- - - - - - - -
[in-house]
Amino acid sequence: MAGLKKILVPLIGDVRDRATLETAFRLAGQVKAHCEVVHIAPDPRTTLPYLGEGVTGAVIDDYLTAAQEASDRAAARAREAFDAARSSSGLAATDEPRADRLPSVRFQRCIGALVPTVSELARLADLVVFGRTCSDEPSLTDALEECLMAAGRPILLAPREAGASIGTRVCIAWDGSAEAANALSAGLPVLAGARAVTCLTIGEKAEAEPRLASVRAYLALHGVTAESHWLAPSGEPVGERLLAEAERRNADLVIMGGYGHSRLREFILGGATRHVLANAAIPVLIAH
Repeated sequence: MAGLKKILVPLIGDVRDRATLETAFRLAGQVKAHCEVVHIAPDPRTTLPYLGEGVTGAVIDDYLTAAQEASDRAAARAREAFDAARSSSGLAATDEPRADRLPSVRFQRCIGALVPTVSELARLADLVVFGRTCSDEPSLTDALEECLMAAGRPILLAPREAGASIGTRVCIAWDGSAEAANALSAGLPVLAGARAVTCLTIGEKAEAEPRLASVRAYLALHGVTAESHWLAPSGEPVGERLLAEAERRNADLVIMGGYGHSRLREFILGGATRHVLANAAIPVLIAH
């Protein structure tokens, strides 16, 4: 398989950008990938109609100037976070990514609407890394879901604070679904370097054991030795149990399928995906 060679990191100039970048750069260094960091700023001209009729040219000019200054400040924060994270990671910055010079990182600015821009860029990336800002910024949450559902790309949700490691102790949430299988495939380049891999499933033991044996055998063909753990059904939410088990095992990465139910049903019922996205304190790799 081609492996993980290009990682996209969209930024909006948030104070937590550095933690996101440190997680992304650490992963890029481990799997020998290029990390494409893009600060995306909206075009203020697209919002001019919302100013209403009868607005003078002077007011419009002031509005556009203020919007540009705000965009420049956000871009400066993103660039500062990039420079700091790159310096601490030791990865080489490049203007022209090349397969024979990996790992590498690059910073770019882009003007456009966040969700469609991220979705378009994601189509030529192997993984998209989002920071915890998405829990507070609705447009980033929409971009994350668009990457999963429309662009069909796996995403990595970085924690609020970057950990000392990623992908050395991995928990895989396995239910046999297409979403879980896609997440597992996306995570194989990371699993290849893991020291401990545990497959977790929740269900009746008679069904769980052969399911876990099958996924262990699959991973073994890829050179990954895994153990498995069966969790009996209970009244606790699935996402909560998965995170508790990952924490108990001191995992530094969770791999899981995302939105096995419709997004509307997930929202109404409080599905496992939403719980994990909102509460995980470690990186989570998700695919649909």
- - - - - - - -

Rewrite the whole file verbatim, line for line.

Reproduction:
[in-house]
Amino acid sequence: MAGLKKILVPLIGDVRDRATLETAFRLAGQVKAHCEVVHIAPDPRTTLPYLGEGVTGAVIDDYLTAAQEASDRAAARAREAFDAARSSSGLAATDEPRADRLPSVRFQRCIGALVPTVSELARLADLVVFGRTCSDEPSLTDALEECLMAAGRPILLAPREAGASIGTRVCIAWDGSAEAANALSAGLPVLAGARAVTCLTIGEKAEAEPRLASVRAYLALHGVTAESHWLAPSGEPVGERLLAEAERRNADLVIMGGYGHSRLREFILGGATRHVLANAAIPVLIAH
Repeated sequence: MAGLKKILVPLIGDVRDRATLETAFRLAGQVKAHCEVVHIAPDPRTTLPYLGEGVTGAVIDDYLTAAQEASDRAAARAREAFDAARSSSGLAATDEPRADRLPSVRFQRCIGALVPTVSELARLADLVVFGRTCSDEPSLTDALEECLMAAGRPILLAPREAGASIGTRVCIAWDGSAEAANALSAGLPVLAGARAVTCLTIGEKAEAEPRLASVRAYLALHGVTAESHWLAPSGEPVGERLLAEAERRNADLVIMGGYGHSRLREFILGGATRHVLANAAIPVLIAH
């Protein structure tokens, strides 16, 4: 398989950008990938109609100037976070990514609407890394879901604070679904370097054991030795149990399928995906 060679990191100039970048750069260094960091700023001209009729040219000019200054400040924060994270990671910055010079990182600015821009860029990336800002910024949450559902790309949700490691102790949430299988495939380049891999499933033991044996055998063909753990059904939410088990095992990465139910049903019922996205304190790799 081609492996993980290009990682996209969209930024909006948030104070937590550095933690996101440190997680992304650490992963890029481990799997020998290029990390494409893009600060995306909206075009203020697209919002001019919302100013209403009868607005003078002077007011419009002031509005556009203020919007540009705000965009420049956000871009400066993103660039500062990039420079700091790159310096601490030791990865080489490049203007022209090349397969024979990996790992590498690059910073770019882009003007456009966040969700469609991220979705378009994601189509030529192997993984998209989002920071915890998405829990507070609705447009980033929409971009994350668009990457999963429309662009069909796996995403990595970085924690609020970057950990000392990623992908050395991995928990895989396995239910046999297409979403879980896609997440597992996306995570194989990371699993290849893991020291401990545990497959977790929740269900009746008679069904769980052969399911876990099958996924262990699959991973073994890829050179990954895994153990498995069966969790009996209970009244606790699935996402909560998965995170508790990952924490108990001191995992530094969770791999899981995302939105096995419709997004509307997930929202109404409080599905496992939403719980994990909102509460995980470690990186989570998700695919649909």